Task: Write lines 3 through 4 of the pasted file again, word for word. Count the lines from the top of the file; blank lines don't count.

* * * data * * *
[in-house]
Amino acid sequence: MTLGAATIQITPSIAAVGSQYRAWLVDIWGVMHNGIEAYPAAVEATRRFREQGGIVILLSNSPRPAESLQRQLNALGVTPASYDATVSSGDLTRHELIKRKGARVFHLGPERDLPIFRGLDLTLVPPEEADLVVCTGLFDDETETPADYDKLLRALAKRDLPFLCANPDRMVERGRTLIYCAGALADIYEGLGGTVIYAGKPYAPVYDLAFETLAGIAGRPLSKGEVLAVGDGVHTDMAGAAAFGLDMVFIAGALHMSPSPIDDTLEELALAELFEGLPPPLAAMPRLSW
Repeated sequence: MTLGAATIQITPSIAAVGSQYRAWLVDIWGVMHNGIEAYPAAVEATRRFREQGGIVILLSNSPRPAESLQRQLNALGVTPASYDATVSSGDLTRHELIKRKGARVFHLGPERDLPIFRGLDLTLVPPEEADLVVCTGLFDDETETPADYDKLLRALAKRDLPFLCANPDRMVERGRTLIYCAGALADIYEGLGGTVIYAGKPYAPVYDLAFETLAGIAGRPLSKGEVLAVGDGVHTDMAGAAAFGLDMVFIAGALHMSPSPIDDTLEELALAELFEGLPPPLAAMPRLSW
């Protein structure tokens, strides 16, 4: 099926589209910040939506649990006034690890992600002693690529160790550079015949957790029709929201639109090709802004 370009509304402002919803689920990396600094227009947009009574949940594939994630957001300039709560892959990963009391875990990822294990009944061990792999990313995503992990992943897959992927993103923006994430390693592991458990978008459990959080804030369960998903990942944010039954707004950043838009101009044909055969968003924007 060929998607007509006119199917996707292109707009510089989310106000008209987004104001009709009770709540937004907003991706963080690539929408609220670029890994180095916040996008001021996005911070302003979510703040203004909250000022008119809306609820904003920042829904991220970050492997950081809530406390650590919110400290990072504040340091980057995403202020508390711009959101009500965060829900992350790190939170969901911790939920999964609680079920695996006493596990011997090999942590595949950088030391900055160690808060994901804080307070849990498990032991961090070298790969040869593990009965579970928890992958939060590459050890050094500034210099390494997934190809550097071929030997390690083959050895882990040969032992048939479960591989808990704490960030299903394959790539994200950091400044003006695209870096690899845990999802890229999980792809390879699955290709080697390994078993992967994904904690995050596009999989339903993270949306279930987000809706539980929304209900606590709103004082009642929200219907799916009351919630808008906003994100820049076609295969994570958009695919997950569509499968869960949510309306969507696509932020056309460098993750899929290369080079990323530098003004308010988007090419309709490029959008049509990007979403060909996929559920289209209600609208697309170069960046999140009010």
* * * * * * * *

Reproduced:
Repeated sequence: MTLGAATIQITPSIAAVGSQYRAWLVDIWGVMHNGIEAYPAAVEATRRFREQGGIVILLSNSPRPAESLQRQLNALGVTPASYDATVSSGDLTRHELIKRKGARVFHLGPERDLPIFRGLDLTLVPPEEADLVVCTGLFDDETETPADYDKLLRALAKRDLPFLCANPDRMVERGRTLIYCAGALADIYEGLGGTVIYAGKPYAPVYDLAFETLAGIAGRPLSKGEVLAVGDGVHTDMAGAAAFGLDMVFIAGALHMSPSPIDDTLEELALAELFEGLPPPLAAMPRLSW
């Protein structure tokens, strides 16, 4: 099926589209910040939506649990006034690890992600002693690529160790550079015949957790029709929201639109090709802004 370009509304402002919803689920990396600094227009947009009574949940594939994630957001300039709560892959990963009391875990990822294990009944061990792999990313995503992990992943897959992927993103923006994430390693592991458990978008459990959080804030369960998903990942944010039954707004950043838009101009044909055969968003924007 060929998607007509006119199917996707292109707009510089989310106000008209987004104001009709009770709540937004907003991706963080690539929408609220670029890994180095916040996008001021996005911070302003979510703040203004909250000022008119809306609820904003920042829904991220970050492997950081809530406390650590919110400290990072504040340091980057995403202020508390711009959101009500965060829900992350790190939170969901911790939920999964609680079920695996006493596990011997090999942590595949950088030391900055160690808060994901804080307070849990498990032991961090070298790969040869593990009965579970928890992958939060590459050890050094500034210099390494997934190809550097071929030997390690083959050895882990040969032992048939479960591989808990704490960030299903394959790539994200950091400044003006695209870096690899845990999802890229999980792809390879699955290709080697390994078993992967994904904690995050596009999989339903993270949306279930987000809706539980929304209900606590709103004082009642929200219907799916009351919630808008906003994100820049076609295969994570958009695919997950569509499968869960949510309306969507696509932020056309460098993750899929290369080079990323530098003004308010988007090419309709490029959008049509990007979403060909996929559920289209209600609208697309170069960046999140009010």